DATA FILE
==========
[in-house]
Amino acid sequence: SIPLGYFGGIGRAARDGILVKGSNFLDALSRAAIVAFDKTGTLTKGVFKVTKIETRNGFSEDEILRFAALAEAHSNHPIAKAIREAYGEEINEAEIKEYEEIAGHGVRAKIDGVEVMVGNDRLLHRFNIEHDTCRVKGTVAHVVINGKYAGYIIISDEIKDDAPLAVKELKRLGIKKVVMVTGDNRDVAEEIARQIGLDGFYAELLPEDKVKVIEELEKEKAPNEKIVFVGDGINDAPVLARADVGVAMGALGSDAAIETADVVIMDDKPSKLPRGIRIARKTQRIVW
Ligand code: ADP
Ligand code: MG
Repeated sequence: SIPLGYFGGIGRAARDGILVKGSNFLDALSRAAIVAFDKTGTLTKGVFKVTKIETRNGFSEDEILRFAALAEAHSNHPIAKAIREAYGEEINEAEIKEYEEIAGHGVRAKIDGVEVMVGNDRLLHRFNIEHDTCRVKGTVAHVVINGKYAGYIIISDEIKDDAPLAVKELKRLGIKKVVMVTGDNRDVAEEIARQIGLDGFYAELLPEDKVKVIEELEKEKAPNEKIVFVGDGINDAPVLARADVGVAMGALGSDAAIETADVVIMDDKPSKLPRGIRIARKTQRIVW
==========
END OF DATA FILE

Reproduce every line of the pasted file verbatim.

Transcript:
[in-house]
Amino acid sequence: SIPLGYFGGIGRAARDGILVKGSNFLDALSRAAIVAFDKTGTLTKGVFKVTKIETRNGFSEDEILRFAALAEAHSNHPIAKAIREAYGEEINEAEIKEYEEIAGHGVRAKIDGVEVMVGNDRLLHRFNIEHDTCRVKGTVAHVVINGKYAGYIIISDEIKDDAPLAVKELKRLGIKKVVMVTGDNRDVAEEIARQIGLDGFYAELLPEDKVKVIEELEKEKAPNEKIVFVGDGINDAPVLARADVGVAMGALGSDAAIETADVVIMDDKPSKLPRGIRIARKTQRIVW
Ligand code: ADP
Ligand code: MG
Repeated sequence: SIPLGYFGGIGRAARDGILVKGSNFLDALSRAAIVAFDKTGTLTKGVFKVTKIETRNGFSEDEILRFAALAEAHSNHPIAKAIREAYGEEINEAEIKEYEEIAGHGVRAKIDGVEVMVGNDRLLHRFNIEHDTCRVKGTVAHVVINGKYAGYIIISDEIKDDAPLAVKELKRLGIKKVVMVTGDNRDVAEEIARQIGLDGFYAELLPEDKVKVIEELEKEKAPNEKIVFVGDGINDAPVLARADVGVAMGALGSDAAIETADVVIMDDKPSKLPRGIRIARKTQRIVW